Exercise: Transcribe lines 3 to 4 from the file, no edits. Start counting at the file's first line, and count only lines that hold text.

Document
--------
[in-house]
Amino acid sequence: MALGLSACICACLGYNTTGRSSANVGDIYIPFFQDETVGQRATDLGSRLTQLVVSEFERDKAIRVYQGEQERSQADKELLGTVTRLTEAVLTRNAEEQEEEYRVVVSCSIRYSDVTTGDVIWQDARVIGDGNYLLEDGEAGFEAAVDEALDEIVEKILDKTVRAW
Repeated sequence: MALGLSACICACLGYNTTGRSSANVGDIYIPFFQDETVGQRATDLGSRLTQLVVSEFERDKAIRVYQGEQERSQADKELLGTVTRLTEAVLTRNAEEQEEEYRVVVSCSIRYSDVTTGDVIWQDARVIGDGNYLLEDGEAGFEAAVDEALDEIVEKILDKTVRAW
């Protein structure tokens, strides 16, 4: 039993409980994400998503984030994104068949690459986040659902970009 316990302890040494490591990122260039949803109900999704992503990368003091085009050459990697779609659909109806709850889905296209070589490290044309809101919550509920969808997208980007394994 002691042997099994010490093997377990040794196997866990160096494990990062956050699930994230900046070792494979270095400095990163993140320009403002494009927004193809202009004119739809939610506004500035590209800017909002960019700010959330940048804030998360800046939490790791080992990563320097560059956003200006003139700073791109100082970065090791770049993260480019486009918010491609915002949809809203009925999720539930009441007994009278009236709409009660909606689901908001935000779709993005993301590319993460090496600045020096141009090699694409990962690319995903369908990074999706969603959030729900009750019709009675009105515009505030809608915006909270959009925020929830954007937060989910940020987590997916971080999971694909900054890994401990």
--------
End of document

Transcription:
Repeated sequence: MALGLSACICACLGYNTTGRSSANVGDIYIPFFQDETVGQRATDLGSRLTQLVVSEFERDKAIRVYQGEQERSQADKELLGTVTRLTEAVLTRNAEEQEEEYRVVVSCSIRYSDVTTGDVIWQDARVIGDGNYLLEDGEAGFEAAVDEALDEIVEKILDKTVRAW
């Protein structure tokens, strides 16, 4: 039993409980994400998503984030994104068949690459986040659902970009 316990302890040494490591990122260039949803109900999704992503990368003091085009050459990697779609659909109806709850889905296209070589490290044309809101919550509920969808997208980007394994 002691042997099994010490093997377990040794196997866990160096494990990062956050699930994230900046070792494979270095400095990163993140320009403002494009927004193809202009004119739809939610506004500035590209800017909002960019700010959330940048804030998360800046939490790791080992990563320097560059956003200006003139700073791109100082970065090791770049993260480019486009918010491609915002949809809203009925999720539930009441007994009278009236709409009660909606689901908001935000779709993005993301590319993460090496600045020096141009090699694409990962690319995903369908990074999706969603959030729900009750019709009675009105515009505030809608915006909270959009925020929830954007937060989910940020987590997916971080999971694909900054890994401990």